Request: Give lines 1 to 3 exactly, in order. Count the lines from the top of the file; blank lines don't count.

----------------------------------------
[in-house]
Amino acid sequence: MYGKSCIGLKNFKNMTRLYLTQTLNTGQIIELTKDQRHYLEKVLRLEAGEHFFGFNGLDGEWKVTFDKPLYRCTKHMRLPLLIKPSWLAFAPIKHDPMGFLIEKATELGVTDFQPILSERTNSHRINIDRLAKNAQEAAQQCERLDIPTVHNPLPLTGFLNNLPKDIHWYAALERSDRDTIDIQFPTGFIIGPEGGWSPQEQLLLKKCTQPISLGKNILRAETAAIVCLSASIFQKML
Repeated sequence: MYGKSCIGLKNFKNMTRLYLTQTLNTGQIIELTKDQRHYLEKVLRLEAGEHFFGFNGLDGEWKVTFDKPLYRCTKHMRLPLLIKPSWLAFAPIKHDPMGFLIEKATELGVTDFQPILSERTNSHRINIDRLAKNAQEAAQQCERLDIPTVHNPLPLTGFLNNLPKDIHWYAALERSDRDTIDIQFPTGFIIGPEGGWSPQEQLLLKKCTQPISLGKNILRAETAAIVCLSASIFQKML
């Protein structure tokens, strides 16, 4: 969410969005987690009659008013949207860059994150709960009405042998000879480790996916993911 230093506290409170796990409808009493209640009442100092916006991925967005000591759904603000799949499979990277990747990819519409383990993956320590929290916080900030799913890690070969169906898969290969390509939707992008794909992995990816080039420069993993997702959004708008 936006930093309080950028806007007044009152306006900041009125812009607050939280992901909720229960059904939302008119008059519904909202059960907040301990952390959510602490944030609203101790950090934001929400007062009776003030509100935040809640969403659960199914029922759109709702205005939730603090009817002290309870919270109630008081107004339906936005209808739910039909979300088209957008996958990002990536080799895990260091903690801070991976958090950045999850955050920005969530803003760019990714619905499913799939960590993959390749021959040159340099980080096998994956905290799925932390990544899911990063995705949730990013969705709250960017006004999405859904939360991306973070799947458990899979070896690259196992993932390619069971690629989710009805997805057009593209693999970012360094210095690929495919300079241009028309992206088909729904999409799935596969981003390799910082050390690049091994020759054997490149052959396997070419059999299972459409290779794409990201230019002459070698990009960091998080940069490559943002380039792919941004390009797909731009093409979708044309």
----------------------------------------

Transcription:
[in-house]
Amino acid sequence: MYGKSCIGLKNFKNMTRLYLTQTLNTGQIIELTKDQRHYLEKVLRLEAGEHFFGFNGLDGEWKVTFDKPLYRCTKHMRLPLLIKPSWLAFAPIKHDPMGFLIEKATELGVTDFQPILSERTNSHRINIDRLAKNAQEAAQQCERLDIPTVHNPLPLTGFLNNLPKDIHWYAALERSDRDTIDIQFPTGFIIGPEGGWSPQEQLLLKKCTQPISLGKNILRAETAAIVCLSASIFQKML
Repeated sequence: MYGKSCIGLKNFKNMTRLYLTQTLNTGQIIELTKDQRHYLEKVLRLEAGEHFFGFNGLDGEWKVTFDKPLYRCTKHMRLPLLIKPSWLAFAPIKHDPMGFLIEKATELGVTDFQPILSERTNSHRINIDRLAKNAQEAAQQCERLDIPTVHNPLPLTGFLNNLPKDIHWYAALERSDRDTIDIQFPTGFIIGPEGGWSPQEQLLLKKCTQPISLGKNILRAETAAIVCLSASIFQKML